Spring is upon us which means blooming flowers, warmer climates, and sprouting leaves on treetops. But this also means an excess of environmental hazards. While trees are integral to our ecosystem – providing us with oxygen and stunning views – they can be detrimental to your car’s auto body. When you park your car under a tree, you may come back to find a sticky substance coating the body. This is oftentimes assumed to be tree sap; however, it could also be insect honeydew that’s excreted by aphids living in the tree’s branches and leaves. Composed of sugar and other waste products that pass through the bodies of these insects, it can be a pain to remove without damaging your car’s paint. Whether it’s tree sap or bug excretion, the trick is to remove these sticky substances immediately. If left to harden, it becomes increasingly damaging to your auto body and is far more difficult to remove. Here’s what to do:
1. Start with a Basic Wash
It may not be surprising that the first step to remove tree sap from your auto body is to simply wash your car. While simple, it’s a very valuable habit to get into to upkeep the look of your car paint. In general, regular car washes are the key to avoiding environmental surface damage to your vehicle. It’s true that tree sap is particularly pesky; however, any type of residue that’s left to sit on your car could cause your paint job to suffer greatly.
Much debris can be removed with a concoction of soap and warm water but make sure you avoid any abrasive materials. Only use a soft washcloth to wipe your car after any debris has been removed. The last thing you want is to buff gravel, sand, or dust particles into the auto body so, before you remove any tree sap, wash your car to minimize the chances of scratching the car paint.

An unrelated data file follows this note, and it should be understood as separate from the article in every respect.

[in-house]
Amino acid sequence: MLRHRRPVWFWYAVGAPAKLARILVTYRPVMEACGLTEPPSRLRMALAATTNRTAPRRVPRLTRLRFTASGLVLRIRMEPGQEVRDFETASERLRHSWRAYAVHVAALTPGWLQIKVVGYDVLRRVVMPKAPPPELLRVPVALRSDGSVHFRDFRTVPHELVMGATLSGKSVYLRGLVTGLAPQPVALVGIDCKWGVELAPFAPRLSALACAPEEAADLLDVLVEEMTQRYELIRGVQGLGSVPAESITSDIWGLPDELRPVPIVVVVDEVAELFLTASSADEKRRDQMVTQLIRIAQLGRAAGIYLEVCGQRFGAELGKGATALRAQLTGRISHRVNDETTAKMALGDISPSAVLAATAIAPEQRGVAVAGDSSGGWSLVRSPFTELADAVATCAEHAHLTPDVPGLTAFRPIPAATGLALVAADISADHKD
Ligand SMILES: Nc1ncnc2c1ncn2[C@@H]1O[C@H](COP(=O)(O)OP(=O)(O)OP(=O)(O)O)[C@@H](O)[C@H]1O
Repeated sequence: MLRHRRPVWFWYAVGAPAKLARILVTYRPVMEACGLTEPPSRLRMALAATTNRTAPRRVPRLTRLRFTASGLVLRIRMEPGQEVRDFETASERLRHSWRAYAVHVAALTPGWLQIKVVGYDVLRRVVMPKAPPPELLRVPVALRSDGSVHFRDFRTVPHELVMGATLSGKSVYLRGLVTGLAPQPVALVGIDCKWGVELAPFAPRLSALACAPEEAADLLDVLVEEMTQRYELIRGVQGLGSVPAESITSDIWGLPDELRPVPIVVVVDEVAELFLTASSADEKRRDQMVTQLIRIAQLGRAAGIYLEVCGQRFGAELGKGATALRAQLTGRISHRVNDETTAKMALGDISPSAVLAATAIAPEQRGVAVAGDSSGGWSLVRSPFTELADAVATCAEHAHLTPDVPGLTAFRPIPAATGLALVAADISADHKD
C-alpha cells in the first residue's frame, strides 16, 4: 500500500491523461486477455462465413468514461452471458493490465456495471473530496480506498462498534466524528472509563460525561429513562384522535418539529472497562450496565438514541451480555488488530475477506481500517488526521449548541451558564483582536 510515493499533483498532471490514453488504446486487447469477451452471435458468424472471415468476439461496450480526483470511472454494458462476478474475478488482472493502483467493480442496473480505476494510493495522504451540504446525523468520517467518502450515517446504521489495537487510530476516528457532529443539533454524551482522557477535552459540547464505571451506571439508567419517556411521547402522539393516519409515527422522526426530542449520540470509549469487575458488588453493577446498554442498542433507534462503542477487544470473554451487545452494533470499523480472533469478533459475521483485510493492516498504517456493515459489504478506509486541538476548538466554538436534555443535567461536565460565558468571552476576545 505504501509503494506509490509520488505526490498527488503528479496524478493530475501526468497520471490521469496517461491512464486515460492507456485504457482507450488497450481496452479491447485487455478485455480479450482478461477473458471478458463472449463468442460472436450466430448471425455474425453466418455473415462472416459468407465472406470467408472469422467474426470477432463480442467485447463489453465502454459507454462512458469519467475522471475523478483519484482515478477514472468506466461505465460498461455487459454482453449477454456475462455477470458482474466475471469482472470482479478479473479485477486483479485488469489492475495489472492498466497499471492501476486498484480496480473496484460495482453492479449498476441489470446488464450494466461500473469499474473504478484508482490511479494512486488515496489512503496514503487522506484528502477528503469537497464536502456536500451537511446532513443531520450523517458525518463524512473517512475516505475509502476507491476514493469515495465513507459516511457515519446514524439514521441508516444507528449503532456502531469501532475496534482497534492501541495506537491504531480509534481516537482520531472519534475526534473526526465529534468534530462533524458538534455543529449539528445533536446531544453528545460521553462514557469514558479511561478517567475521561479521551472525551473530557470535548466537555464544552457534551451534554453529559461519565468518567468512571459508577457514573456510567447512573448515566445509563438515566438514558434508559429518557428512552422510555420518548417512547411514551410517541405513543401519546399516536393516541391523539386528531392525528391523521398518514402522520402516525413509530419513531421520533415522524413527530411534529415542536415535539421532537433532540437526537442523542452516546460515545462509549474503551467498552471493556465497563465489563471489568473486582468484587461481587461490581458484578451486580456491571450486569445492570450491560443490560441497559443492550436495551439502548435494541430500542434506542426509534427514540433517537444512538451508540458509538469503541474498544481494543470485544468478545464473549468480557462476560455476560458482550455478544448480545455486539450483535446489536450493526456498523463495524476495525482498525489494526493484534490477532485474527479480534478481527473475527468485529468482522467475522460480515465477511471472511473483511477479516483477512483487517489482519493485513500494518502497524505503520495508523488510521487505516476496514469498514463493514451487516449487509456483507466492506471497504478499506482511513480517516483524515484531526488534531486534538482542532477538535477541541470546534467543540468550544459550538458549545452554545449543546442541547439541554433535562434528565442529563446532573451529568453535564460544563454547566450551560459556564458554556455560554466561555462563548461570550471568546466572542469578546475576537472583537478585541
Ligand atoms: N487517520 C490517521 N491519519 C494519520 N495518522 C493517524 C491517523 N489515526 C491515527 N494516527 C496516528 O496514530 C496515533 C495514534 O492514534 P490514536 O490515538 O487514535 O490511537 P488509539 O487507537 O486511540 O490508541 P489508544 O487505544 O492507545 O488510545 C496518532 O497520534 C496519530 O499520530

2. Use a Tree Sap Removal Product
After you’ve washed your car, you can apply a tree sap removal product. While there are specialty products on the market, there are a variety of household products that can also be used. For example, if the tree sap has had a chance to harden, products like bacon grease, WD40, lighter fluid, and nail polish remover containing acetone have been known to cut through the sap when left to sit.
However, let’s say you’re using a specialty tree sap removal product. Pay close attention to the instructions on the bottle as some may harbour different practices. Typically, the use is as follows: you’ll want to apply the formula onto a soft, clean cloth and place it over the affected spot, allowing it to soak for about 30 seconds. After having time to soak, the sap should begin to break down and you can use that same cloth to rub the area in a circular motion, lifting the sap from the car’s surface. While doing this, a soft touch is key. Gentle, controlled motions will prevent you from smearing the softened sap to other areas of your auto body. Repeat this process until all the sap has been removed.
Keep in mind, you can also use a fingernail to gently lift the softened sap, however, you should never scratch at it. This could damage the car paint and leave you with a worse situation than you started with.
3. Rinse, Dry, Wax
Once your auto body is sap free, you’ll want to give your car a thorough rinse. It may even be a good idea to do a full soap wash again to remove any residue left from the tree sap removal process. This ensures that your car is primed and ready for the final steps of drying and waxing. Due to all the washing, any protective wax that was previously applied to your car would have been removed. It’s important to re-apply this promptly as it adds a layer of protection to your car paint – not to mention the lustrous shine it adds to your auto body overall.
When all said and done, you can always bring your car into our trusted auto body shop in Vancouver and Richmond. While DIYing your sap removal is an option, a quick stop by our shop can ensure no damage was inflicted to your car’s auto body in the process. Book your appointment today for auto body repair, car painting, dent removal, and more.